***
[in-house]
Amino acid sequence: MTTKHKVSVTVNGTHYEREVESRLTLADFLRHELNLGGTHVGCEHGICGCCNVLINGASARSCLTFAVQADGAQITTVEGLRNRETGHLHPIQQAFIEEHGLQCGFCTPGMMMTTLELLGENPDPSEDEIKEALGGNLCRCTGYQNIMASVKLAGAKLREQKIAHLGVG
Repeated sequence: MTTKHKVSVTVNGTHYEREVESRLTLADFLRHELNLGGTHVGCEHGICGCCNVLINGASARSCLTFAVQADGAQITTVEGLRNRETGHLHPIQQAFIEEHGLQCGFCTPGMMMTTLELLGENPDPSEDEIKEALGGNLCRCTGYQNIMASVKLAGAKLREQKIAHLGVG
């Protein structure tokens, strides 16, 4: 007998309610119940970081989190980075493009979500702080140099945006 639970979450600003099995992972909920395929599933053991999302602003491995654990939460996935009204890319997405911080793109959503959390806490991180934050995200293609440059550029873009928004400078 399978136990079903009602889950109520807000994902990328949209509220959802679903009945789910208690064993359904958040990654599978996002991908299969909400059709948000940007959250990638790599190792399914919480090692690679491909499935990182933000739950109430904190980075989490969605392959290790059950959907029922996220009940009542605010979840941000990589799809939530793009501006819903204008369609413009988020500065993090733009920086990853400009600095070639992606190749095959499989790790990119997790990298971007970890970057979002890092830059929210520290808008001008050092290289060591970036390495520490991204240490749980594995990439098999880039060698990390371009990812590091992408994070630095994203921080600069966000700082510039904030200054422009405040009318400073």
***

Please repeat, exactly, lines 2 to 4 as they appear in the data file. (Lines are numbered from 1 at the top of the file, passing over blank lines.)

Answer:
Amino acid sequence: MTTKHKVSVTVNGTHYEREVESRLTLADFLRHELNLGGTHVGCEHGICGCCNVLINGASARSCLTFAVQADGAQITTVEGLRNRETGHLHPIQQAFIEEHGLQCGFCTPGMMMTTLELLGENPDPSEDEIKEALGGNLCRCTGYQNIMASVKLAGAKLREQKIAHLGVG
Repeated sequence: MTTKHKVSVTVNGTHYEREVESRLTLADFLRHELNLGGTHVGCEHGICGCCNVLINGASARSCLTFAVQADGAQITTVEGLRNRETGHLHPIQQAFIEEHGLQCGFCTPGMMMTTLELLGENPDPSEDEIKEALGGNLCRCTGYQNIMASVKLAGAKLREQKIAHLGVG
């Protein structure tokens, strides 16, 4: 007998309610119940970081989190980075493009979500702080140099945006 639970979450600003099995992972909920395929599933053991999302602003491995654990939460996935009204890319997405911080793109959503959390806490991180934050995200293609440059550029873009928004400078 399978136990079903009602889950109520807000994902990328949209509220959802679903009945789910208690064993359904958040990654599978996002991908299969909400059709948000940007959250990638790599190792399914919480090692690679491909499935990182933000739950109430904190980075989490969605392959290790059950959907029922996220009940009542605010979840941000990589799809939530793009501006819903204008369609413009988020500065993090733009920086990853400009600095070639992606190749095959499989790790990119997790990298971007970890970057979002890092830059929210520290808008001008050092290289060591970036390495520490991204240490749980594995990439098999880039060698990390371009990812590091992408994070630095994203921080600069966000700082510039904030200054422009405040009318400073």